What’s causing your itchy skin?

Itchy skin is an unpleasant and often uncontrollable sensation that makes you want to scratch your skin to relieve it. There are many causes of itchy skin, and its impact on daily life can be mild, moderate or severe. A pharmacist is often able to help with advice and over-the-counter medication or medication can be prescribed by your doctor.

Dr Babak Ashrafi Clinical Lead for Service Development

Medically reviewed by

Dr Babak Ashrafi

Last reviewed: 21 Mar 2023

What is Itchy Skin?

Itchy skin is usually an irritating feeling on your skin that makes you want to scratch it. The sensation can be:

  • mild, moderate or severe
  • short-lived or last a long time
  • all over the body or only in a specific area
  • linked to a rash, spot or bite

The medical name for itchy skin is pruritus.

Itchy Skin Symptoms

The main symptom of itchy skin is an itchy or irritating feeling you want to scratch to relieve. Itchy skin can be an unpleasant and uncontrollable sensation.

Itchy skin can occur when you have a rash, dry or cracked skin, blisters or leathery patches on your skin, burns or scars, and bites or swelling.

When should I see a doctor about my itchy skin?

Talk to a doctor about your itchy skin if it:

  • is impacting your daily life
  • keeps coming back or is not getting better
  • occurs all over your body
  • is linked to a new lump, rash or swelling that is worrying you

Why is My Skin So Itchy?

There are many different causes of itchy skin. Common reasons you can get itchy skin include:

  • dry skin
  • prickly heat
  • an allergic reaction to a specific substance
  • skin conditions such as eczema or psoriasis
  • fungal skin infections such as athlete’s foot, ringworm or thrush
  • bites from insects or parasites living on the skin
  • hormonal changes during pregnancy and menopause
  • illnesses such as chicken pox or shingles

In rare cases, itchy skin can also be a symptom of a more serious underlying health condition such as an issue with your thyroid, liver or kidney, or cancer. Being depressed can also cause itchy skin for some people.

Bug Bites and Itchy Skin

In the UK, a bite from midges, mosquitoes, bedbugs, fleas, spiders, mites and ticks or a sting from a bee, wasp or hornet can make your skin itch.

The insect bites your skin to make a hole to feed and then releases saliva. The saliva makes the skin around the bite swell and itch.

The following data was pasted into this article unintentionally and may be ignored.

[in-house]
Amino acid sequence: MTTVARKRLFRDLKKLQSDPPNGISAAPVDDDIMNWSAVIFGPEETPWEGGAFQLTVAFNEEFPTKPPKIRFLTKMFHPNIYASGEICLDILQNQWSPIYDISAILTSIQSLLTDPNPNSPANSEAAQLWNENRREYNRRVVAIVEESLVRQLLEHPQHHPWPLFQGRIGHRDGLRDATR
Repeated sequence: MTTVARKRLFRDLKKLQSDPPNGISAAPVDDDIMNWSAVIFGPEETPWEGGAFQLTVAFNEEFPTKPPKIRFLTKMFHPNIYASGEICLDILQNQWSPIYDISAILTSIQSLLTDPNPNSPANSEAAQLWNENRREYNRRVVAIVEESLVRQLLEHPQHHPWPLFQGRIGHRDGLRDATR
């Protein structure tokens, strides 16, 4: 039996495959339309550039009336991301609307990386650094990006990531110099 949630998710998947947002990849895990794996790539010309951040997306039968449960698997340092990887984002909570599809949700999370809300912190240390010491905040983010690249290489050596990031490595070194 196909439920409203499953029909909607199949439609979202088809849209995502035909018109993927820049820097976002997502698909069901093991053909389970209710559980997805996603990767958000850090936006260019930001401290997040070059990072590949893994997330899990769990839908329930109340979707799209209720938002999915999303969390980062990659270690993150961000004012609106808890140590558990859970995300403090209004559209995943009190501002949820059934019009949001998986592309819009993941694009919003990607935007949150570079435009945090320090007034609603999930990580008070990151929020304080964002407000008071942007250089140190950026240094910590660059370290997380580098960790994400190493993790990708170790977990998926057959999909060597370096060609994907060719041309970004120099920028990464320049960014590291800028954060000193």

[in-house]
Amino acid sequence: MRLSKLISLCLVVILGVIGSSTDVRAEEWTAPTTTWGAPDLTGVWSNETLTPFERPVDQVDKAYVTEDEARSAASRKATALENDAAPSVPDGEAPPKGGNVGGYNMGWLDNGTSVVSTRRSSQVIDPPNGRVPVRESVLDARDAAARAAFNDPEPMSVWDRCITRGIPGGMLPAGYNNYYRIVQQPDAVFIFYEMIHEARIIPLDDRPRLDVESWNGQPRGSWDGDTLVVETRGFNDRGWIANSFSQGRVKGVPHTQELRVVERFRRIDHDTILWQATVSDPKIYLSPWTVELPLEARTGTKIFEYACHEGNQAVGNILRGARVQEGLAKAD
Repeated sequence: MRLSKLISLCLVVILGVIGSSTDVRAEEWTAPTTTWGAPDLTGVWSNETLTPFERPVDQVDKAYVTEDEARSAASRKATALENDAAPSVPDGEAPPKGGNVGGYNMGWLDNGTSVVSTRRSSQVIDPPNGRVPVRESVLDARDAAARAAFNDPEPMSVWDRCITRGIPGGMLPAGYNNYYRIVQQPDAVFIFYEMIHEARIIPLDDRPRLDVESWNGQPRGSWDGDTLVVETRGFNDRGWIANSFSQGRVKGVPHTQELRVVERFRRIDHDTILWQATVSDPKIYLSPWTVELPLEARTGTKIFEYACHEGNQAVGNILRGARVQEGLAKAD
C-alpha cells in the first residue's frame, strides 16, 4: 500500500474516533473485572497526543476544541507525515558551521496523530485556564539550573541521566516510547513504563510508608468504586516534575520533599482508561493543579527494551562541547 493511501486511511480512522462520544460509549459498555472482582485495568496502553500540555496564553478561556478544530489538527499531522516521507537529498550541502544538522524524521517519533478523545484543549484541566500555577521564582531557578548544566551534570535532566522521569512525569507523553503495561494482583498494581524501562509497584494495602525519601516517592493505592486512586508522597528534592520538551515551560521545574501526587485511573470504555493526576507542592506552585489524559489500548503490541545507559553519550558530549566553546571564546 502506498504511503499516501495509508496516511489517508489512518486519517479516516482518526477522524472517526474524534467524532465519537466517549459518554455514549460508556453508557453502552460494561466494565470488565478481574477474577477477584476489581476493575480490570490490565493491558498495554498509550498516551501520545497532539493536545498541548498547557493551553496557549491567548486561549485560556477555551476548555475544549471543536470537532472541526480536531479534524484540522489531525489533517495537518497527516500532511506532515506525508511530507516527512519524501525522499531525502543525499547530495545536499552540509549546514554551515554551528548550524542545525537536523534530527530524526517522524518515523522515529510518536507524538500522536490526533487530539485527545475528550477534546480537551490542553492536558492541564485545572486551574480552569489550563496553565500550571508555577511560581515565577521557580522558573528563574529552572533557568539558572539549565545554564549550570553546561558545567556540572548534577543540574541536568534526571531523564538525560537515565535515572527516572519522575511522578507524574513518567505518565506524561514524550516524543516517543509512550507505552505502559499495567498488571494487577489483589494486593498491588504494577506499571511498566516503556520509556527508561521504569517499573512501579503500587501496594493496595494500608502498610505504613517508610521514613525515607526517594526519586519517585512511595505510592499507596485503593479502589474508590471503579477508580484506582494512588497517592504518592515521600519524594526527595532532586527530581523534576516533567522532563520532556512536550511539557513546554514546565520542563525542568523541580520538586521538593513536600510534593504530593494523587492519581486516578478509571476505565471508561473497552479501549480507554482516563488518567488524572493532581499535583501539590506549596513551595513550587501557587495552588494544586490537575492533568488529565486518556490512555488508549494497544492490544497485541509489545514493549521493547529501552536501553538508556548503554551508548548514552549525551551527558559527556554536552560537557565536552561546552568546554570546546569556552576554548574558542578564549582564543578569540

Midge & mosquito bites are small, red lumps that can swell up and become itchy; sometimes, a blister filled with fluid can develop.

Bed bug bites are most commonly found on the face, neck, hands and arms. The bites are usually grouped and are red and swollen with a dark spot in the centre. In some cases, fluid-filled blisters can develop.

Flea bites are often found in clusters around your lower legs or arms. They are small raised red bumps that are firm to touch; the redness can disappear when you press down on the bite.

Spider bites are uncommon in the UK and leave small puncture marks on your skin. These marks can be painful and swell up. Get medical attention if you have worrying symptoms after a spider bite.

Mite bites are usually found on uncovered skin. They are very itchy red lumps which can develop into blisters.

Tick bites look similar to mosquito bites and usually occur independently (not in a cluster). The bite isn’t painful at first, but swelling, bruising, blistering and itchiness can develop. It can be harder to see a tick bite on brown or black skin than on white skin.

Covering as much of your body as possible when you are in an area with insects that might bite or sting you can help prevent itchy skin from bug bites.

What Skin Conditions Cause Itchy Skin?

Several skin conditions can cause itchy skin. The most appropriate treatment will depend on which skin condition you have.

Dry skin

Skin that has become dry and cracked can be itchy. Keeping your skin moisturised is essential to avoid dry skin.


Eczema is a group of skin conditions that cause dry and itchy skin. You can get eczema all over the body, but it’s common to get it on the hands, backs of knees and elbows. Children may get eczema on their face and scalp. It’s not known what causes eczema. A doctor or pharmacist like Superdrug Online Doctor can recommend the best treatment for your eczema.


Dandruff is a common skin condition where flakes of skin come off your scalp into your hair. Your scalp can feel itchy and dry. You can treat mild dandruff yourself using an anti-dandruff shampoo available in shops or over the counter.


Increased production of skin cells causes psoriasis, which means skin builds up and creates patches with scales of skin. The scales are usually silver or grey, depending on your skin colour; the patches can be itchy and sore.


Ringworm is a common fungal infection affecting skin with an itchy rash. It often looks like a ring on your skin, but it has nothing to do with worms. You can get ringworm on your scalp, feet (called Athlete’s Foot) and groin area (called Jock Itch). It can be treated with antifungal creams that are available over the counter or on prescription.


Folliculitis is an infection of the hair follicles. Small itchy bumps appear near the follicle, which can look like a rash or acne. A doctor can prescribe medication to stop folliculitis if it does not clear up.

Lichen planus

Lichen planus is a rare condition of unknown origin that can affect the skin, mouth and genital areas. When it involves the skin, there are patches of raised and shiny blotches (possibly with fine white lines) on your arms, legs or body. These blotches can be very itchy, but they are not always.

Prurigo nodularis

Prurigo nodularis is a rare but very itchy skin rash with crusted, hard and wart-like bumps. They are usually found on the arms and legs but can be anywhere on the body. Scratching makes the itch worse and can lead to infections. There have been fewer studies on prurigo nodularis than other skin conditions; it is thought to be the itchiest of all itchy skin rashes.